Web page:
THE BLOG

Senior Sex? What Does Miley Know? Ask Joan Price!

10/10/2013 11:57 am ET | Updated Jan 23, 2014
  • Roz Warren Author of OUR BODIES, OUR SHELVES: LIBRARY HUMOR

When Miley Cyrus recently told Matt Lauer that, at 55, he was no longer sexy, female Today Show watchers all over America were astonished. Especially we Boomers. What exactly does young Miley, known mostly these days for cavorting around near-naked with her tongue hanging out while massaging herself with a foam finger, really know about being sexy?

Not to worry. Senior sex expert Joan Price quickly penned a Huffington Post column.
"An Open Letter to Miley Cyrus About Sex After (Gasp!) 40," putting Cyrus in her place.

So, who exactly is Joan Price?

Price, at 69, is a cheerleader for everything fun and erotic for those of who are getting a little long in the tooth. She's been blogging about senior sex for almost a decade. She gives lectures, holds workshops and writes books about sex and aging. She even reviews sex toys on her blog from a senior's perspective. (She's covered 70 so far.)

So, what makes a sex toy senior-friendly?

"The last thing you want," she tells me, "is to buy a vibrator, then get it home and find that the printed instructions are so small you can't read them with your trifocals. If the design isn't so intuitive that instructions become irrelevant, that print had better be readable." She also evaluates whether the grip is well-designed for a user with arthritic hands. "I want intense vibrations," she explains, "but not in my wrist." Nor should the toy turn itself off while the user is still turned on.

Reviewing sex toys? Nice work if you can get it, you might think.

Or you might think "ick!"

The "ick factor" is part of Price's life. She shrugs it off. "The thought of seniors having sex makes some folks squirm," she admits. (Including, apparently, a certain young pop star.) "They'd prefer to think that the moment you get your AARP card, your sex drive evaporates." Often, just the opposite is true. "Sex can improve with age. We're freer and more relaxed. We've learned what we like, and we're better at communicating about it."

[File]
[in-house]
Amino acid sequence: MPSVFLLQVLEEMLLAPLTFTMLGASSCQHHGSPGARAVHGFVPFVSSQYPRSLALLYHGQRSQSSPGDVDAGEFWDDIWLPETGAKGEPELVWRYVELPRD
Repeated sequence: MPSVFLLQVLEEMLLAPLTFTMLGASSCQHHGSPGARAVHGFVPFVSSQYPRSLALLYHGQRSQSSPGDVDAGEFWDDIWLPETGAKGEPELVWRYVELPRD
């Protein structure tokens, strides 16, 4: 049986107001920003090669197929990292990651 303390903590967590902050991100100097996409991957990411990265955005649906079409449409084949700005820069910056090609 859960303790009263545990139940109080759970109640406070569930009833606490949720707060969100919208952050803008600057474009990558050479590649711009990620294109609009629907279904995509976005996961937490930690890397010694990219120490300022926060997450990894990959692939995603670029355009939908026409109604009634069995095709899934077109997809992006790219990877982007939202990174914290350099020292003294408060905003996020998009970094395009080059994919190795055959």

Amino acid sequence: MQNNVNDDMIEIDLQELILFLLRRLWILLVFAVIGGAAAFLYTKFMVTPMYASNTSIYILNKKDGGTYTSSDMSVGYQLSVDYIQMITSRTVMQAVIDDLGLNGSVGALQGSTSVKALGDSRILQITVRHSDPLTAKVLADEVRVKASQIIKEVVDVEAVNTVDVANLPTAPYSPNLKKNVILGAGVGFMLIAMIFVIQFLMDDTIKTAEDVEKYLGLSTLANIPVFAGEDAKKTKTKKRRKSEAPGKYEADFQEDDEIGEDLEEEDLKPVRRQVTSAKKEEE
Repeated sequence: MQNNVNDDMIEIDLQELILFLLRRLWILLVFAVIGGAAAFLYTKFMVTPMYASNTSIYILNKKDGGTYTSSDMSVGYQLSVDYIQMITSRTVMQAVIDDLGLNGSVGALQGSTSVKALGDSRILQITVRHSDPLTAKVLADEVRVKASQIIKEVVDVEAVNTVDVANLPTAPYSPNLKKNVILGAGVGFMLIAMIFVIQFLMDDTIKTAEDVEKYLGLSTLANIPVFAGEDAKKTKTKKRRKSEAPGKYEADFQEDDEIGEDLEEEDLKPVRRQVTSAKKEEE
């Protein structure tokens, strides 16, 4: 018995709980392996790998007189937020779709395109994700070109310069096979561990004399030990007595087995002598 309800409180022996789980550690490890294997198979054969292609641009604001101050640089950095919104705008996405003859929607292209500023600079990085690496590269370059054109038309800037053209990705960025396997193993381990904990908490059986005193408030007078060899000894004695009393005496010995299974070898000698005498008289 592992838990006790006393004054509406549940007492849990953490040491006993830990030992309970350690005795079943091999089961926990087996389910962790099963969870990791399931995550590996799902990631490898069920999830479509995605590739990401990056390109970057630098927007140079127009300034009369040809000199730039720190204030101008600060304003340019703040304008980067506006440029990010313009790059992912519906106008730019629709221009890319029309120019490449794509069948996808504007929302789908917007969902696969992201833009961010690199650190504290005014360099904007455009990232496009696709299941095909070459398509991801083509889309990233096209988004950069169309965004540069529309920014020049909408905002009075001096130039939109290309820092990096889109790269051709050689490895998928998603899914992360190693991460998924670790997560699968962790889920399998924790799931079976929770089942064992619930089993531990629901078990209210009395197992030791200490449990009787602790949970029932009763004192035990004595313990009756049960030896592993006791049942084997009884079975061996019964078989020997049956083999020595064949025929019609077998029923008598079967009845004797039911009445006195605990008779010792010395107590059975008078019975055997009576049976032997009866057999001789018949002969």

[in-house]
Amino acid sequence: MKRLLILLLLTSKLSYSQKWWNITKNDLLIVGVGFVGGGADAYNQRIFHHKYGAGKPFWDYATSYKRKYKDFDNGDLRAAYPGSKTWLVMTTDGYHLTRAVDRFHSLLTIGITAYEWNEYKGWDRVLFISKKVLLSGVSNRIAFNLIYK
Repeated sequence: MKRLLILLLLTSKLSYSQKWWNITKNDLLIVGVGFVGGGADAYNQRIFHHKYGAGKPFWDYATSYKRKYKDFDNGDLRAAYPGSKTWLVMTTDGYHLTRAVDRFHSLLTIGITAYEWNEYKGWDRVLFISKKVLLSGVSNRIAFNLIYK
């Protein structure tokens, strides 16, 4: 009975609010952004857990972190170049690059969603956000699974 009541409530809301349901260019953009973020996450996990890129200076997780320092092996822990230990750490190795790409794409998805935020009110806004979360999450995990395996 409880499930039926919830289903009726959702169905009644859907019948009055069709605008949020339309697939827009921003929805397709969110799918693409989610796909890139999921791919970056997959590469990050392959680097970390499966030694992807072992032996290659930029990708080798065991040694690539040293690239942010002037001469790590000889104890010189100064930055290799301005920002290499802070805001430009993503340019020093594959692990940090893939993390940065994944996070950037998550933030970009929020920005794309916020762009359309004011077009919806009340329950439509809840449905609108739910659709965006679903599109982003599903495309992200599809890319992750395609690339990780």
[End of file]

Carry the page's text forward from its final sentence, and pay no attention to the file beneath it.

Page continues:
But not always. Too many seniors, Price says, have allowed our sexual energy to fade. And we do face plenty of challenges: Aging bodies. Retreating hormones. Slow Arousal. Waning Libidos.

Not all of us are sitting in adjacent bath tubs on a hillside holding hands.

But Price believes we can enjoy great sex throughout our lives. And she's on a mission to make that happen.

How did she fall into the sex advisor biz? She fell in love.

Price, a long-divorced former English teacher, was enjoying a second career as an aerobics instructor and freelance health and fitness writer. She also taught line dancing. (Price has a lot of energy.) One day Robert Rice, a painter and arts administrator, joined the class.

It was a lightening bolt moment. "When I first saw him," she says. "I had to remember to keep breathing."

Although she was 57 and he was 64, sex was "terrific from the get go," says Price, far better than she'd anticipated, given their ages. But they still faced a few age-related challenges. Both needed more stimulation than when they were younger. "Everything worked," she says. "but it all took much longer." There was also a certain amount of "That hurts my back," and, "That hurts my knees." Price looked around for books she could consult about having fabulous midlife sex.

"There weren't any," she says. "So I wrote one."